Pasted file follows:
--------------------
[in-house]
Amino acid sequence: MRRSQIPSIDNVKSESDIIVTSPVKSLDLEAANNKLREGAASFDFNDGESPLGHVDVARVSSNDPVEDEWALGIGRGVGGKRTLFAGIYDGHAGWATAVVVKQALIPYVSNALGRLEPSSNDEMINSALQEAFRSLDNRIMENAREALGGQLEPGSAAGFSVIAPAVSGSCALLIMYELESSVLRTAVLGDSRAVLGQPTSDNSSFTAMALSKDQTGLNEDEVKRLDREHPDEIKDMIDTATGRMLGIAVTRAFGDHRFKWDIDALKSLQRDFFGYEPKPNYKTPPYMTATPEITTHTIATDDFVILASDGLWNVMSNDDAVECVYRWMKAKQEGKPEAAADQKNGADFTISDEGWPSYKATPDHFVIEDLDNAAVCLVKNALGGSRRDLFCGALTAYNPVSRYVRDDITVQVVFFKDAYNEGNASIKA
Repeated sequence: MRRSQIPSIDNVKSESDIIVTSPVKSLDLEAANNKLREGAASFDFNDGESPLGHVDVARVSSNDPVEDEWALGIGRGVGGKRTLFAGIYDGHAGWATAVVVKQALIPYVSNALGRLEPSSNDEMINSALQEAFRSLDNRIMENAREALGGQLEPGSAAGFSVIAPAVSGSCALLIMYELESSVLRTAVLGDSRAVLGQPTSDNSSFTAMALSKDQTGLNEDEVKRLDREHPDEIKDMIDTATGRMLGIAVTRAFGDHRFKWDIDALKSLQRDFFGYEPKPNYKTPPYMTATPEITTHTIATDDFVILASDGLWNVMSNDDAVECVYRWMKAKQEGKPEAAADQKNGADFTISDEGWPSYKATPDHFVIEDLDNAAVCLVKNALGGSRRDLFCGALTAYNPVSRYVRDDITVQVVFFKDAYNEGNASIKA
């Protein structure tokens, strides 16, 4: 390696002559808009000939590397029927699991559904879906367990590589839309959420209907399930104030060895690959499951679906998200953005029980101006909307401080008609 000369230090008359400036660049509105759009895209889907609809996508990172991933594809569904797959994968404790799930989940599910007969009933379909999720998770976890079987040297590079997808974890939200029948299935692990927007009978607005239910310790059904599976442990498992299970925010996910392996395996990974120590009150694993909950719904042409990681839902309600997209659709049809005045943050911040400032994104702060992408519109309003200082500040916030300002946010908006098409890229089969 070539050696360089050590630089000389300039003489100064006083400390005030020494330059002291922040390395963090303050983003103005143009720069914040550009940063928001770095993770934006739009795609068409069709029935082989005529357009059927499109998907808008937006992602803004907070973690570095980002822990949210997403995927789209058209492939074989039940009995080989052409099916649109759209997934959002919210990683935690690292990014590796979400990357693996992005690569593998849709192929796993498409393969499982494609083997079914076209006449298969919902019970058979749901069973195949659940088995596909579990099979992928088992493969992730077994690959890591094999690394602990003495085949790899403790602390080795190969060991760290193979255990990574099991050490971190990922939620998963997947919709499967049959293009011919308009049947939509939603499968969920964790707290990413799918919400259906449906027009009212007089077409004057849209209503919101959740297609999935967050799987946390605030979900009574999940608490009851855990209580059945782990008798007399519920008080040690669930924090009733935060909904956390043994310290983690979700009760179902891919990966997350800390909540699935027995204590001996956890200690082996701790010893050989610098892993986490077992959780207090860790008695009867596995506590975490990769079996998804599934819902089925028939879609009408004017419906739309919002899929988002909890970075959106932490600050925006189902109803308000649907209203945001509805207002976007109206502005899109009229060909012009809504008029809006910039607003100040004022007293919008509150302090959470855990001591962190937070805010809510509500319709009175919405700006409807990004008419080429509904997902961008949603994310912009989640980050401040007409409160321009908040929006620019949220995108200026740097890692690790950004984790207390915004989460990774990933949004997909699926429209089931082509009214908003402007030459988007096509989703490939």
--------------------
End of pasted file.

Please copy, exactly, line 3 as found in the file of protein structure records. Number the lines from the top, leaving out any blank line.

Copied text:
Repeated sequence: MRRSQIPSIDNVKSESDIIVTSPVKSLDLEAANNKLREGAASFDFNDGESPLGHVDVARVSSNDPVEDEWALGIGRGVGGKRTLFAGIYDGHAGWATAVVVKQALIPYVSNALGRLEPSSNDEMINSALQEAFRSLDNRIMENAREALGGQLEPGSAAGFSVIAPAVSGSCALLIMYELESSVLRTAVLGDSRAVLGQPTSDNSSFTAMALSKDQTGLNEDEVKRLDREHPDEIKDMIDTATGRMLGIAVTRAFGDHRFKWDIDALKSLQRDFFGYEPKPNYKTPPYMTATPEITTHTIATDDFVILASDGLWNVMSNDDAVECVYRWMKAKQEGKPEAAADQKNGADFTISDEGWPSYKATPDHFVIEDLDNAAVCLVKNALGGSRRDLFCGALTAYNPVSRYVRDDITVQVVFFKDAYNEGNASIKA